One interesting thing about this sighting:
The object was initially at 230 deg magnetic and 1030 o'clock from the Hercules. That puts the a/c heading at 275 deg magnetic. The sun would have been lowish but still up, about 10 deg or so from FL200, a bit north of west, almost directly ahead of the plane. The object was off to the left and moving at a slow angular rate of about 7.5 deg/minute. It was a reflective slow-moving object described as like "an elongated sphere or dirigible", 8 deg above the horizon almost level with the sun and 45 deg left of the sun . It was evidently placed so as to catch bright reflections. After being lost to sight by the a/c commander it "reappeared twice" to some other crew "probably due to reflected light", an intermittency possibly suggesting rotation. So could this slow-moving object have been a big polyethylene balloon?
I don';t think so, because it was moving in the wrong direction. If they were passing a balloon the winds could be assumed to cancel for balloon and plane, being in the same airstream. We can assume this because unless they were quite close they could not have seen 15 deg of relative movement, and at 8 deg over the horizon (rather less above the observers' astronomical horizon from 20,000ft) it was not too far above their own altitude. Therefore in a C-130 at a cruise of about 290 kt they travelled about 10 miles during the 2 minutes and the bearing to a balloon should have moved left as it fell aft at roughly zero relative knots.
But it actually moved in the *opposite* direction, closing the angle off the nose from 45 deg to 30 deg.
Also, instead of growing in angular size as ought to happen with a balloon during this 2 minutes, it did the opposite and dwindled quite rapidly.
These two facts together suggest a real true motion towards the west.
We can estimate some other things about this: It was big enough in 12x bins to show quite a bit of detail. The description of 5 or 6 rectangular patches implies *at least* about 11 optical "bits" or elements of resolvable detail across it, probably more, each of which needs to have subtended at least a minute of arc, so we can be confident that the *minimum* true angular width of this thing is about 12arcmin/12 = 1 arcmin, which would be visible as a bright speck to the naked eye . So in closing the angle by 15 degs its bearing changed by about 15*60 = 900 times its own angular width in 2 minutes.
That has some implications, including that the *minimum* possible true metrical distance flown by the object in two minutes *relative to the C-130* was about 900 times its true metrical diameter. So, if it was 10 ft across (to pick a datum point at random) then it travelled nearly 2 miles, or a minimum of about 60 mph *faster* than the C-130, or about 320 knots. This is the minimum geometrically possible average rate, not the most likely average, and definitely not the peak rate, which would have occurred when it "shrank rapidly and disappeared to the SW very very rapidly" at the end of the 2 minutes.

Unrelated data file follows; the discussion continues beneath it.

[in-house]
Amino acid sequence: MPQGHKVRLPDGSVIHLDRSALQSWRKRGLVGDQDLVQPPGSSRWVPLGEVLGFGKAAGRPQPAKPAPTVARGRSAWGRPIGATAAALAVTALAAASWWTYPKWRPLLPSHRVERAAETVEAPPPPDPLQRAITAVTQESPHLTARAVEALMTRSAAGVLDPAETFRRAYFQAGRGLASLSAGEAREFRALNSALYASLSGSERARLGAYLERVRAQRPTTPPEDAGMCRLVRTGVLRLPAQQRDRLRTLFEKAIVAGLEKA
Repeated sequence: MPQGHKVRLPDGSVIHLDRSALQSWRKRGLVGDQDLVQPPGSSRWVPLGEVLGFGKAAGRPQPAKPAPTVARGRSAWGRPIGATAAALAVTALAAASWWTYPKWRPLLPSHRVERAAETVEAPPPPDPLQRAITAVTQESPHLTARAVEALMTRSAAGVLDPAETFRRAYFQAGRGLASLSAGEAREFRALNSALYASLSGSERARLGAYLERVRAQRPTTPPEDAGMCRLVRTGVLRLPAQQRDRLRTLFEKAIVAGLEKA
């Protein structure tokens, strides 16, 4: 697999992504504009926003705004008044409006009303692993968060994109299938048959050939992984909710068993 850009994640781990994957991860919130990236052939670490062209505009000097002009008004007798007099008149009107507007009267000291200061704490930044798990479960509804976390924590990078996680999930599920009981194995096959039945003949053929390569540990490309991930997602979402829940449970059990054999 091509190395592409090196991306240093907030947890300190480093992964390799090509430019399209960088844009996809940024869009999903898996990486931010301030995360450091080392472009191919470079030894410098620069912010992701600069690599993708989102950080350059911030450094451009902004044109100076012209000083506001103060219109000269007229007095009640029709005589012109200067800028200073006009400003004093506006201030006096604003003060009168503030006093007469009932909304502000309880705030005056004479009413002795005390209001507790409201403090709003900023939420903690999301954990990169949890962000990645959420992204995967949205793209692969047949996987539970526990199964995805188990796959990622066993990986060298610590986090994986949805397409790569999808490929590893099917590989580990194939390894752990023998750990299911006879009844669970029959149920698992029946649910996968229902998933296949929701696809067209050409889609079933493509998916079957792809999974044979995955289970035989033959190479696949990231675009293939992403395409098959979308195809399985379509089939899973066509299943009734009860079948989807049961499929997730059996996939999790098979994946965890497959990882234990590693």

Maybe it's possible to pull out something else from this about brackets on size, speed and distance (all coupled in known ways for conventional physical culprits) but I'm out of steam for this evening.
One other possibly relevant thing for completeness: There were no astronomical objects in that part of the sky. Venus was setting ahead of and NW of the sun, and the moon would have been a scarcely visible crescent also N of the sun and quite close to it. There was nothing else there in the W or SW to the left of the sun.
Date: Sat, 18 Aug 2012 10:37:55 -0600
From: Michael Tarbell <firstname.lastname@example.org>
On 8/17/2012 1:54 PM, Martin Shough wrote:
I've snipped off most of your excellent analysis to focus on this one aspect of the sighting that has me a little puzzled. The fact that there was some ambiguity about whether it was 5 or 6 rectangular patches leads me to think that, indeed, this feature must have been at the very minimum of visual resolution (i.e., one 'bit' each per dark patch and intervening light patch), otherwise there should be no uncertainty about whether it was 5 or 6. But in that case, how were they able to determine that the patches were rectangular, as opposed to say, circular? Identification of shape would seem to require substantially more 'bits' than the minimum assumed above.
As such I can only surmise that the object had substantially more angular diameter than the minimum discussed above, and that the individual dark patches were readily countable, but no explicit count was actually conducted, with "5 or 6" being a subsequent estimate from memory.
Yes, I think this is correct. I went through the same process of reasoning but returned to the conservative minimum on the basis that if visual memory could have been uncertain about the "four or five" it could also be uncertain about the shape. This may have been no more than a subjective impression in memory, based on some unstated assumption about marks glimpsed right at the limit of resolution.
But it is possible that the angular size was somewhat greater. I have the idea that only the observer with binoculars could see any detail (although this isn't too clear) but it would allow considerably larger angular scale. If the angular size was really great enough for five or six shapes to be separately and distinctly resolved as rectangles then it would need to be very much larger - at least 3 or 4 arcsecs across for each of 5 or 6 rectangles, i would say, with 1 arcmin between - and we are approaching the effective diameter of the full moon in binoculars. I think we can appreciate that this is large enough to see quite a bit of detail. 1/12 of this for naked eye size is only 2 or 3 arcmin, which is getting marginal for perception of shape.